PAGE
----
A contemporary story about survivor guilt, and ultimately redemption because of a mother’s unconditional love (and many rescue dogs). Sometimes the story descends dangerously close to soap-opera but this is an enjoyable and worthwhile read. Hoffman’s writings are very diverse and dependable, so I faithfully read all her books.
Hoffman writes meticulous historical dramas. This book tells the story of Rachel, growing up in St. Thomas in the Caribbean in the 1800s. Eventually she becomes the mother of Camille Pissarro who eventually becomes an important impressionist painter. Rachel and Camille are both head-strong and strong-willed which predictably creates conflict. The context of the early Caribbean life and Paris briefly is beautiful, and the story-telling is worthwhile.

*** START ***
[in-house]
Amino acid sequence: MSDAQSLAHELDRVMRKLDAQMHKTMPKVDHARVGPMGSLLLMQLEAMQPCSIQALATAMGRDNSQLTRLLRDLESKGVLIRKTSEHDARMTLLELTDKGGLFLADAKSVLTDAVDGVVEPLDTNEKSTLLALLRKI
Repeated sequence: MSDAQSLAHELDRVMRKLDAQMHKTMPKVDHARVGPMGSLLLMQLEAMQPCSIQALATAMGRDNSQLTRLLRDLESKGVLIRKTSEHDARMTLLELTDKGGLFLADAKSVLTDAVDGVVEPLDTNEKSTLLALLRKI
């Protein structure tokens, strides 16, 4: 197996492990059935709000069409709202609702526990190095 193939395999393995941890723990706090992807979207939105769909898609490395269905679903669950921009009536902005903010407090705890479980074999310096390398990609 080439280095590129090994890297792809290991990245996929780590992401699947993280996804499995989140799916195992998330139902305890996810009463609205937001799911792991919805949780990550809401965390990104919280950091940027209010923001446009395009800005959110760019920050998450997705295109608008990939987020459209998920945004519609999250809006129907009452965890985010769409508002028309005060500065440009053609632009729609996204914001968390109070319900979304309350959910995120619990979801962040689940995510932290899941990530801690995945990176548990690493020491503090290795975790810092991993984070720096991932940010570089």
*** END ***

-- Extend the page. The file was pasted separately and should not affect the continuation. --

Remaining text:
One of the best features of this book is the setting: New York and more specifically Coney Island in Brooklyn in 1911. The “museum” is really an exhibit of freaks of nature, both living and dead, most faked/manipulated. The Professor character is wonderfully wicked, but love wins out. Part of the story is a mystery, to add to the flavour.